Experience breakfast in Sekinchan’s paddy fields and more through celebrity photographer Zung’s new tourism venture

Parlaying his private kitchen dining experience under the Ninja Private Kitchen label, Heng Mok Zung offers a new take on tourism and gastronomy.

Zung's new foray into innovative tourism shows why Sekinchan has much to offer the city slicker (Photography by Zung)

Despite the fact that Malaysia has moved into the Recovery Movement Control Order, many are still taking the wait-and-see approach when it comes to travelling interstate. For Klang Valley residents who wish to assuage their cabin fever without fear or worry, it is good to know that Selangor is not short of choices when it comes to scenic spots.

One of the most popular destinations for a day or even an overnight trip has been Sekinchan. Called “Sik Kang Chong” in Cantonese, which may be loosely translated as “the village that is good for plantations”, the coastal town is home to a lively fishing village and acres and acres of beautiful paddy fields. Sekinchan is, in fact, one of the country’s major rice producing hubs with one of the highest yields nationwide.

All it takes is a 1½-hour drive north from Kuala Lumpur to reach this blissful part of Selangor where vast fields of paddy, allotted by parcels and neatly irrigated, stretch as far as the eye can see. For those who wish to enjoy the emerald-hued panorama, climb up the tower of the pagoda at Nan Tian Temple, perched right in the middle of a rice field, for a sight that is truly made for sore eyes.

For local boy and renowned photographer Heng Mok Zung, who prefers the mononym Zung, Covid-19 forced him to consider a career pivot post-haste. A celebrated lensman who has photographed a slew of luminaries ranging from the Dalai Lama and Richard Branson, to Andrea Bocelli and even three US presidents, he acknowledges that the pandemic hit his business hard. “The bulk of my work is photographing weddings and events in overseas locations. So, as you can imagine, 95% of my bookings and assignments got cancelled almost overnight.”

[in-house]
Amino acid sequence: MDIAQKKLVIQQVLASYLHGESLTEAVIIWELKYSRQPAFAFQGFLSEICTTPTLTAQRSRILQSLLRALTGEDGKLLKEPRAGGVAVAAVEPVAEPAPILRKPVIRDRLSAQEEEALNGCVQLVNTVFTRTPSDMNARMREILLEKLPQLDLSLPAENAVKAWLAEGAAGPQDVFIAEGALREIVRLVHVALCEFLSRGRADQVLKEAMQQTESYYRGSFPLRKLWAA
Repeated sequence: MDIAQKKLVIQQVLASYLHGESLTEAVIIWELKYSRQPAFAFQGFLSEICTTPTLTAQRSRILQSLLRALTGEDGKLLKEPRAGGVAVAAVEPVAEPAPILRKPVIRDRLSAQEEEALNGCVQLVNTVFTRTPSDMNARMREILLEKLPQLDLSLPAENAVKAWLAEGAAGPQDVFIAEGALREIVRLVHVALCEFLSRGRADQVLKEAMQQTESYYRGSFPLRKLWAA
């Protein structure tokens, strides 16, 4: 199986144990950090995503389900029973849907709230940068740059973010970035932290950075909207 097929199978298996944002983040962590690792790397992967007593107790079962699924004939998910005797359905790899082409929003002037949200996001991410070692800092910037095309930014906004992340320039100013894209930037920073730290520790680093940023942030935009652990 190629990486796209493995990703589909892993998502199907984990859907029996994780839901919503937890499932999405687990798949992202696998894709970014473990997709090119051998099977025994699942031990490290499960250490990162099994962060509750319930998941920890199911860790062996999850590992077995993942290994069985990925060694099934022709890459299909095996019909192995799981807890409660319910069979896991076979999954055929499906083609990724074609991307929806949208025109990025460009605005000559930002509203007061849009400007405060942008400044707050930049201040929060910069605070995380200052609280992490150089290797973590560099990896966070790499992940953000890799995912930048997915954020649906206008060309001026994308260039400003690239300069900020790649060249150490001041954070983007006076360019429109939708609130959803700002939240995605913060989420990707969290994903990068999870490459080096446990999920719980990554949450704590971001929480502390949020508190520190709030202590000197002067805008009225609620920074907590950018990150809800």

Born at the local hospital on March 28, 1978 — “the same day, but not the same year, as Lady Gaga,” he cheekily quips — Zung is the youngest of a fisherman and homemaker’s seven children. He is a Sekinchan boy through and through, catching frogs and fish in the area while growing up, studying at the Yoke Kuan primary and secondary schools and developing a life-long love for the paddy fields and the laidback charms of his rustic hometown. Zung has long been championing Sekinchan’s sights and sounds, often cajoling his high society friends and the cool kids of KL to brave the drive and spend a few hours trying out the seafood restaurants, checking out the local must-sees and must-buys and generally feeling far away and relaxed, yet with the bright lights of KL just a short drive away. In fact, on clear days, the outline of Genting Highlands can be seen in the hills just yonder.



For the full story, pick up a copy of The Edge Malaysia (June 22, 2020) at your nearest news stand. Save by subscribing to us for your print and/or digital copy.

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